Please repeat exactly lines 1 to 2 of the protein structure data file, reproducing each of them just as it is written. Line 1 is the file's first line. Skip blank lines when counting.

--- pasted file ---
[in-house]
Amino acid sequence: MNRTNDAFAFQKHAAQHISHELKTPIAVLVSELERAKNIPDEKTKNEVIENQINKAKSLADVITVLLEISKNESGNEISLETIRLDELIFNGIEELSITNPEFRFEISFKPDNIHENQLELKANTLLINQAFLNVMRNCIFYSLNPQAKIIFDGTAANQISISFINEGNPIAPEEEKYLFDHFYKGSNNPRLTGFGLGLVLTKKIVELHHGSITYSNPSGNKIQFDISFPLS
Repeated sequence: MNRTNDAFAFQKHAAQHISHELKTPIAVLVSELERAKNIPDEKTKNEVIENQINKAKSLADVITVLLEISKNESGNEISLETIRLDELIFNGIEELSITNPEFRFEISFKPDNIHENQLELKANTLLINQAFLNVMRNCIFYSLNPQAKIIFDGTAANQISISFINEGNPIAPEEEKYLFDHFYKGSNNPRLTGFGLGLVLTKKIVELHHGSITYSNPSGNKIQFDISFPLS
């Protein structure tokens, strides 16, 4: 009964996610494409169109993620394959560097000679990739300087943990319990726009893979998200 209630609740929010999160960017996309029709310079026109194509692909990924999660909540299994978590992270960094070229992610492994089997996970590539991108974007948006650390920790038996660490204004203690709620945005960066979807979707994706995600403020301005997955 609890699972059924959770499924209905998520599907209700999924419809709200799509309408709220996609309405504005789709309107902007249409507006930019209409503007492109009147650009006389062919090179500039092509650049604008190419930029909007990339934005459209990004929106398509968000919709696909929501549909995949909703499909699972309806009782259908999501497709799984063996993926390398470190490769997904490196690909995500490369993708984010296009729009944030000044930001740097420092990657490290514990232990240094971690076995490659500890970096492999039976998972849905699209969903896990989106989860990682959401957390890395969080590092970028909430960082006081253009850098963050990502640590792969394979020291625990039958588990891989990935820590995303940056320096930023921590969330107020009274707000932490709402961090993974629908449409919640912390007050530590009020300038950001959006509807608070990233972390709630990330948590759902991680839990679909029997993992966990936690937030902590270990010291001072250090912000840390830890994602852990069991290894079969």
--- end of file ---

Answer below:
[in-house]
Amino acid sequence: MNRTNDAFAFQKHAAQHISHELKTPIAVLVSELERAKNIPDEKTKNEVIENQINKAKSLADVITVLLEISKNESGNEISLETIRLDELIFNGIEELSITNPEFRFEISFKPDNIHENQLELKANTLLINQAFLNVMRNCIFYSLNPQAKIIFDGTAANQISISFINEGNPIAPEEEKYLFDHFYKGSNNPRLTGFGLGLVLTKKIVELHHGSITYSNPSGNKIQFDISFPLS